Continuation of organic forms in nature.

I am back in my studio and when I am away I really miss working in that space. I have all of my tools and materials in one place and can make a mess if I want and leave it for a few days.  I also have a viewing wall where I can place paintings and sit back and analyze them.  

 As I said in my previous post, I am trying to become consistent with the process and theme for my works. My focus is still abstracting nature elements but I have decided to limit my colour palette, and working with gestural strokes and organic forms. Not doing geometrical tight works.  In the spring I find the popping of leaves next to the dark greens of the spruce and pine trees very seductive. The maple leaf buds are golden browns and oranges next to the birch leaves being a glorious lime green. I see such wealth of colors all around me. How does one capture these scenes in an abstract way? The following artworks are the results. The first white one represents the snow and coldness of the winter.  Little color and only whites and blacks with a touch of brown. The second one represents the fall with the reds and greens. The third one shows summer with the green leaves and light shining through the negative spaces.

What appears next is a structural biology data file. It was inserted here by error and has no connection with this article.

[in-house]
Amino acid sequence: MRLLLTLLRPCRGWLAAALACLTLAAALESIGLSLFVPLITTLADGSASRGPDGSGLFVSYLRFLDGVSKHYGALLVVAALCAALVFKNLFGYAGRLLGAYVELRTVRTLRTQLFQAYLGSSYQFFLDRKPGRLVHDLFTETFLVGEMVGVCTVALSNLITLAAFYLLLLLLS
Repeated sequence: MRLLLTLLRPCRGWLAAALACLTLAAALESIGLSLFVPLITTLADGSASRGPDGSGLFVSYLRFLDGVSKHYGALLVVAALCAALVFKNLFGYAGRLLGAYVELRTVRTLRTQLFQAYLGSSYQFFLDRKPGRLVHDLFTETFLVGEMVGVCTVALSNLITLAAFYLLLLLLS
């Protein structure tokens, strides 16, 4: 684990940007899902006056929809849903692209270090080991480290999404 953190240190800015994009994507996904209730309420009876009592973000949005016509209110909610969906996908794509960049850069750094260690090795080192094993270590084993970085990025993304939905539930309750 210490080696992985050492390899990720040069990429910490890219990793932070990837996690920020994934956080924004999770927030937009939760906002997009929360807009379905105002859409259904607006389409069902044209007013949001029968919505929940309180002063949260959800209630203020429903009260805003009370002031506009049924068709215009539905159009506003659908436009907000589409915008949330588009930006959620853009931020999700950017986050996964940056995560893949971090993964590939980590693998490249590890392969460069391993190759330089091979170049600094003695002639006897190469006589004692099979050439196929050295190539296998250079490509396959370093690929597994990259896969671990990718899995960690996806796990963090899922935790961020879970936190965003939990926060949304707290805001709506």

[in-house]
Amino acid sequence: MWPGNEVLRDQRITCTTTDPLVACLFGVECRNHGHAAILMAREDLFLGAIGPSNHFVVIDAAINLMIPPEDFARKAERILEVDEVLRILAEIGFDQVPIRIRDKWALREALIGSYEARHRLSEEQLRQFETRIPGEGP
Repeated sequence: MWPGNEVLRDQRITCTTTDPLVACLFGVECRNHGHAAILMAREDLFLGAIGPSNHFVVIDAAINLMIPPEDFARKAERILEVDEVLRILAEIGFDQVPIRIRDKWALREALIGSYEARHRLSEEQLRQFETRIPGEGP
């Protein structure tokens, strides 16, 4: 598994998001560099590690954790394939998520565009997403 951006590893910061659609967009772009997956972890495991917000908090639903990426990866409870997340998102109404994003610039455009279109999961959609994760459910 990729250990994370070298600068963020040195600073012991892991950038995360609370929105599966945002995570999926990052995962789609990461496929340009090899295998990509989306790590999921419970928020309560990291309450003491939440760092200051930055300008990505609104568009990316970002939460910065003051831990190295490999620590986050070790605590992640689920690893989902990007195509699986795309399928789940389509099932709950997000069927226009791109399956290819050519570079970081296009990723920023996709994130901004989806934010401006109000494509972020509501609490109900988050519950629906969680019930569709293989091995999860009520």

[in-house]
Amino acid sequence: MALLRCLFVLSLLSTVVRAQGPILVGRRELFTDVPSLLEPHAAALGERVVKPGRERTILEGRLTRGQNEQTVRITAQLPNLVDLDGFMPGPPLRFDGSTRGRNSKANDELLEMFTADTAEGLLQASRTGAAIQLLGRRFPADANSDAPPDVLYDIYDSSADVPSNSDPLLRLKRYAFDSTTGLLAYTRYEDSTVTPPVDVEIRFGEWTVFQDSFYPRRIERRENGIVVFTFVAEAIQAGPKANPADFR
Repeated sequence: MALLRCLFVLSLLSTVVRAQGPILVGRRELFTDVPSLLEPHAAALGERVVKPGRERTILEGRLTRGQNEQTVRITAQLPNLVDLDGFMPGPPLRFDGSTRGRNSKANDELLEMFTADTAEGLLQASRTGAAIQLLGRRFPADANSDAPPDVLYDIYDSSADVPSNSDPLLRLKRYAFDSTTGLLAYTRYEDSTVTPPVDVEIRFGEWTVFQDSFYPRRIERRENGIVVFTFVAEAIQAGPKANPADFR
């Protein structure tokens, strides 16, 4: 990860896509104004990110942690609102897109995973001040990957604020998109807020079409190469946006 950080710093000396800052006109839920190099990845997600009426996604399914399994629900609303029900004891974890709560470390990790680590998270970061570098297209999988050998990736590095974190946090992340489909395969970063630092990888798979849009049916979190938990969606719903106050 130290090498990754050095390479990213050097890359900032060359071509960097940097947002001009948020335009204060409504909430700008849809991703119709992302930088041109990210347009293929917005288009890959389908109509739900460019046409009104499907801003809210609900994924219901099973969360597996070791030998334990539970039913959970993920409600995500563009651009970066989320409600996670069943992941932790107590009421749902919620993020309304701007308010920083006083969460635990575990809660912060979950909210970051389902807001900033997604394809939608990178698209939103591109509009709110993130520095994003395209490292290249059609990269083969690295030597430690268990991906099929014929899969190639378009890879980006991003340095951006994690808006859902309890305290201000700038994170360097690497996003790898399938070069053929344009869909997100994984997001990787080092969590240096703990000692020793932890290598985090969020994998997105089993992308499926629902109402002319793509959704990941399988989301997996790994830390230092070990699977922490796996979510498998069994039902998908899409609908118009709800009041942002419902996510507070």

Each work is 12″ X 12″.  I sew the collaged torn and cut papers onto paper and gluing the finished sewn piece onto a canvas.  I add pigmented wax to the surface of the papers.  

 

P1050475 copy

P1050476 copy 2

P1050478 copy

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Author: Anna

I am a painter and sculptor and have a studio beside a beautiful lake. For the past 40 years, I designed and built puppets, masks and sculptures and had solo exhibitions of these works. In 2013, I went back to painting and started working in encaustic. I am interested in issues of identity in terms of weavings as coverings to protect or to hide. The intersecting lines that I create over landscapes create an internal conversation versus the external between nature vs. nurture. Or how actual or psychological barriers erected in an environment can disrupt a cherished place. My engagement with woven structures speak to complex dialogues between identity and psychological barriers. My second passion is teaching. I try to encompass more than teaching my students art techniques. I encourage students to, not only learn the language of art, but to also engage in critiquing art. Additionally, we continually explore ways to enhance one's voice through art in relation to contemporary and historical issues. Encaustic adventures is a blog where not only processes and techniques are taught, but hopefully this sites will engage in a dialogue about the making of art, notions of voice, identity, themes, and ways to establish a body of work within an historical contexts.

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